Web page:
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Horizon Gazing

I just finished reading—and loving—Maria Semple’s novel WHERE’D YOU GO, BERNADETTE. It did what my daughter Mary and I agree our favorite books do; it took me, with delightfully snarky authority, to places I’ve never been, and let me listen in on pockets of people I will never know: The culture of Microsoft, Seattle real estate, architecture in Los Angeles, the MacArthur Genius Grants, and an amazing trip to Antarctica. I particularly enjoyed Semple’s West Coast take on things, and the fact that none of her areas of exploration involve anything to do with yet another view of life in Manhattan.

Because she had me believing every detail, one sentence jumped out at me. The father explains to his daughter that, “When your eyes are softly focused on the horizon for sustained periods, your brain releases endorphins. It’s the same as a runner’s high.”

Wow. So that explains it. My husband and I have noticed that we can’t seem to read with any efficiency while sitting on the beach. Our eyes keep drifting up. I’ve always described it as the scene simply being too compelling, but now Maria Semple offers the science behind it: gazing at the horizon is a better brain fix than anything anybody can write.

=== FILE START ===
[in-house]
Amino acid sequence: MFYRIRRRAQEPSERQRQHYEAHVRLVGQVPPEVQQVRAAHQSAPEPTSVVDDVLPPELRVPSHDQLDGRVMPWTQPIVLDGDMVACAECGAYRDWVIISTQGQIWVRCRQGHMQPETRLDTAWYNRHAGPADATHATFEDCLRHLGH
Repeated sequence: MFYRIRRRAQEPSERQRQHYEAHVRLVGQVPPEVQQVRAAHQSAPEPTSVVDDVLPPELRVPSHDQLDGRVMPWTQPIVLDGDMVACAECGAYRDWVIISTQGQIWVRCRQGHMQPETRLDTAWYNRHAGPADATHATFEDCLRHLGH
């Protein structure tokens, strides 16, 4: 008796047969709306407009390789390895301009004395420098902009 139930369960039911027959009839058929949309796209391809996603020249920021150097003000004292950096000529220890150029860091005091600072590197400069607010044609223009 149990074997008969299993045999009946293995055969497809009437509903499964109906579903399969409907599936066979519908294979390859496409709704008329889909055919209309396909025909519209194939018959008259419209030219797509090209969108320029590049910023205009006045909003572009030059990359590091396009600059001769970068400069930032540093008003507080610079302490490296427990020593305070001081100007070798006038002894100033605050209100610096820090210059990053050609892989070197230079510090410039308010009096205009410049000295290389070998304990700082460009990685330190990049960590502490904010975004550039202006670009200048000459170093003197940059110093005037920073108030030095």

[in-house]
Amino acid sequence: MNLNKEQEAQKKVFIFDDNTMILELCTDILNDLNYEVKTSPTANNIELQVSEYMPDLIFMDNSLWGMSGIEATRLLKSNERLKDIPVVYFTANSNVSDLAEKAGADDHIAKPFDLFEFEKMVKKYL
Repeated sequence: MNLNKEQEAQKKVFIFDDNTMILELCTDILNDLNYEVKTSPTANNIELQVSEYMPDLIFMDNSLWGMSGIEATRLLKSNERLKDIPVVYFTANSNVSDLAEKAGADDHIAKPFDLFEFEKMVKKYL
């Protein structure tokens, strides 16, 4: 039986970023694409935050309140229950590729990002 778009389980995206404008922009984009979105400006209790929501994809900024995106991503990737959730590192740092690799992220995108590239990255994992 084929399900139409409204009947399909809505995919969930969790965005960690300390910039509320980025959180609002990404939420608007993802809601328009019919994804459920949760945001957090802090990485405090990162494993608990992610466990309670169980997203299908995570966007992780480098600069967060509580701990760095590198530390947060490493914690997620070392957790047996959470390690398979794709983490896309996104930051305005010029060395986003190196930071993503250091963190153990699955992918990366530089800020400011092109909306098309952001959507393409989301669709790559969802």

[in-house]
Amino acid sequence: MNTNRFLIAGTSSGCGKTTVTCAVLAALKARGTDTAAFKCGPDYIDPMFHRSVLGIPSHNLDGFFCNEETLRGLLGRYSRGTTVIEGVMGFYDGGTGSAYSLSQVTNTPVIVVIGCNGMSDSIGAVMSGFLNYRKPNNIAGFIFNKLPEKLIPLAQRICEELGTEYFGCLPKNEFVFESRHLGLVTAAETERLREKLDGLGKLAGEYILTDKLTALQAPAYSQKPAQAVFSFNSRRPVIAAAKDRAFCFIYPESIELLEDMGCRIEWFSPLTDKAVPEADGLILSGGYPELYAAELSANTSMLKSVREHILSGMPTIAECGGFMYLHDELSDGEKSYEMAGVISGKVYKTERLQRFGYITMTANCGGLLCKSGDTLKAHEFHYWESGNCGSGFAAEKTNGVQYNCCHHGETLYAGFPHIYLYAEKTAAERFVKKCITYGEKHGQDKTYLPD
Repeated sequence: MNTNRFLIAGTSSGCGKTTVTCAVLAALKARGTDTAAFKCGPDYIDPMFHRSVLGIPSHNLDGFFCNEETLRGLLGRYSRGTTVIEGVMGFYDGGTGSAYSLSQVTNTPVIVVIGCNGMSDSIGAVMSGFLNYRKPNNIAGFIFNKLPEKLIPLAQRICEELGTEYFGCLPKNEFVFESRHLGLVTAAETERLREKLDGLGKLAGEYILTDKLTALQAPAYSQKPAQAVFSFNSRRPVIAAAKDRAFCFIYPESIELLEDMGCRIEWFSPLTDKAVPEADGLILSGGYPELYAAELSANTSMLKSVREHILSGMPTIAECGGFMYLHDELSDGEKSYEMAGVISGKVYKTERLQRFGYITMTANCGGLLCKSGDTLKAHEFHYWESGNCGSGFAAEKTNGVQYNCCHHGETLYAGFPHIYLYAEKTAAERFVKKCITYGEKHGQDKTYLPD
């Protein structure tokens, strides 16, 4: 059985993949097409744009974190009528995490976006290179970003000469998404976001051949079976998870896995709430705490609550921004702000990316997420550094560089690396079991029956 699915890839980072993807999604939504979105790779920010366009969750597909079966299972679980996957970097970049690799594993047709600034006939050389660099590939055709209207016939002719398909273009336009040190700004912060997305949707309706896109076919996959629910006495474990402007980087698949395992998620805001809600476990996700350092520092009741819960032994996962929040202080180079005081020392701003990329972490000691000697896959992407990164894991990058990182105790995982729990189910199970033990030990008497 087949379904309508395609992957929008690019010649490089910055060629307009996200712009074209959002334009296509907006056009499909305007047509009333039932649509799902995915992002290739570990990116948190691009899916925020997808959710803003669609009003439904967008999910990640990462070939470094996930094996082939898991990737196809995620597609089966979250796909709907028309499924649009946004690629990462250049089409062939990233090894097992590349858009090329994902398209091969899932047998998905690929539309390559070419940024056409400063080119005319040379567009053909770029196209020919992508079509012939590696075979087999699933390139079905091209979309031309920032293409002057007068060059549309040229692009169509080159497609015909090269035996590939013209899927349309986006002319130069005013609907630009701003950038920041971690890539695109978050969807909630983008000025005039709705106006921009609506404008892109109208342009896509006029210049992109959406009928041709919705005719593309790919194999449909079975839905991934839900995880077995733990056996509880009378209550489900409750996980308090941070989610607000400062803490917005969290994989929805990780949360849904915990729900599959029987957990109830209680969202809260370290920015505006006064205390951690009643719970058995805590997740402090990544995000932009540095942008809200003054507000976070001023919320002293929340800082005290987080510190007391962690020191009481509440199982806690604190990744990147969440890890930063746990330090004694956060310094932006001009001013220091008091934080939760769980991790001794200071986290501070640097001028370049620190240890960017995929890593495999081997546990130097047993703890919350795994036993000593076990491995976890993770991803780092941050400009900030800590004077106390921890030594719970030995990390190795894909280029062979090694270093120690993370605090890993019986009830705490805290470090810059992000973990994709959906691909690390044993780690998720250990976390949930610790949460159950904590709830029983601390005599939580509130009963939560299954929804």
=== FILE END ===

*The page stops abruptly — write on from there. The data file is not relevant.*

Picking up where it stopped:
I guess this also explains why I’ve always longed for a cabin with a porch facing West, and now that I have it, why it feels so good to me to sit there and gaze across the valley of young trees to the forested ridge beyond.

Seven months ago today I had total knee replacement surgery. I’m doing okay with the knee itself. I’ve had a bad knee almost my whole life, ever since I knelt on a sewing needle at fifteen, so, no big deal there. The hard part has been detoxing from four months of Oxycodone. My brain, apparently, has to learn how to pump out the endorphins on its own again, and it sure is taking its sweet time about it.

People have always known about this horizon gazing, of course, even if they didn’t know the science. Isn’t it right there in the King James version of the Bible?

I will lift up mine eyes unto the hills, from whence cometh my help.

A good RX for me.

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